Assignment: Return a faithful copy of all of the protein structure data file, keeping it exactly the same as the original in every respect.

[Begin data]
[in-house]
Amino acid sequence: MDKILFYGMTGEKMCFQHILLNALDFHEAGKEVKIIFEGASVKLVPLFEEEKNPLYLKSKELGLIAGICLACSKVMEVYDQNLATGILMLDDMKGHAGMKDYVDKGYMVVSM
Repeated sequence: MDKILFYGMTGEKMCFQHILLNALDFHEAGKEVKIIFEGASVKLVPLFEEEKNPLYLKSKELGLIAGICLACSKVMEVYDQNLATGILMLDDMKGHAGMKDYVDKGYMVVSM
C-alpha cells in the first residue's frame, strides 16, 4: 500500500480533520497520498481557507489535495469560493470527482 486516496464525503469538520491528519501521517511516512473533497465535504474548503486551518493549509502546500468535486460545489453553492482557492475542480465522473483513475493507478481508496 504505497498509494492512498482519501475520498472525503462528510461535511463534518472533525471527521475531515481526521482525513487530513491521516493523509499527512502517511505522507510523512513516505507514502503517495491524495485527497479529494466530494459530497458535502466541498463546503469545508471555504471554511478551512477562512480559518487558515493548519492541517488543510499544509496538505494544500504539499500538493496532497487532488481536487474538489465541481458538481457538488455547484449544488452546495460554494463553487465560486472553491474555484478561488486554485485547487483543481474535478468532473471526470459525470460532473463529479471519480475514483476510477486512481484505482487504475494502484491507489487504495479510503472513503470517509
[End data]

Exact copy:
[in-house]
Amino acid sequence: MDKILFYGMTGEKMCFQHILLNALDFHEAGKEVKIIFEGASVKLVPLFEEEKNPLYLKSKELGLIAGICLACSKVMEVYDQNLATGILMLDDMKGHAGMKDYVDKGYMVVSM
Repeated sequence: MDKILFYGMTGEKMCFQHILLNALDFHEAGKEVKIIFEGASVKLVPLFEEEKNPLYLKSKELGLIAGICLACSKVMEVYDQNLATGILMLDDMKGHAGMKDYVDKGYMVVSM
C-alpha cells in the first residue's frame, strides 16, 4: 500500500480533520497520498481557507489535495469560493470527482 486516496464525503469538520491528519501521517511516512473533497465535504474548503486551518493549509502546500468535486460545489453553492482557492475542480465522473483513475493507478481508496 504505497498509494492512498482519501475520498472525503462528510461535511463534518472533525471527521475531515481526521482525513487530513491521516493523509499527512502517511505522507510523512513516505507514502503517495491524495485527497479529494466530494459530497458535502466541498463546503469545508471555504471554511478551512477562512480559518487558515493548519492541517488543510499544509496538505494544500504539499500538493496532497487532488481536487474538489465541481458538481457538488455547484449544488452546495460554494463553487465560486472553491474555484478561488486554485485547487483543481474535478468532473471526470459525470460532473463529479471519480475514483476510477486512481484505482487504475494502484491507489487504495479510503472513503470517509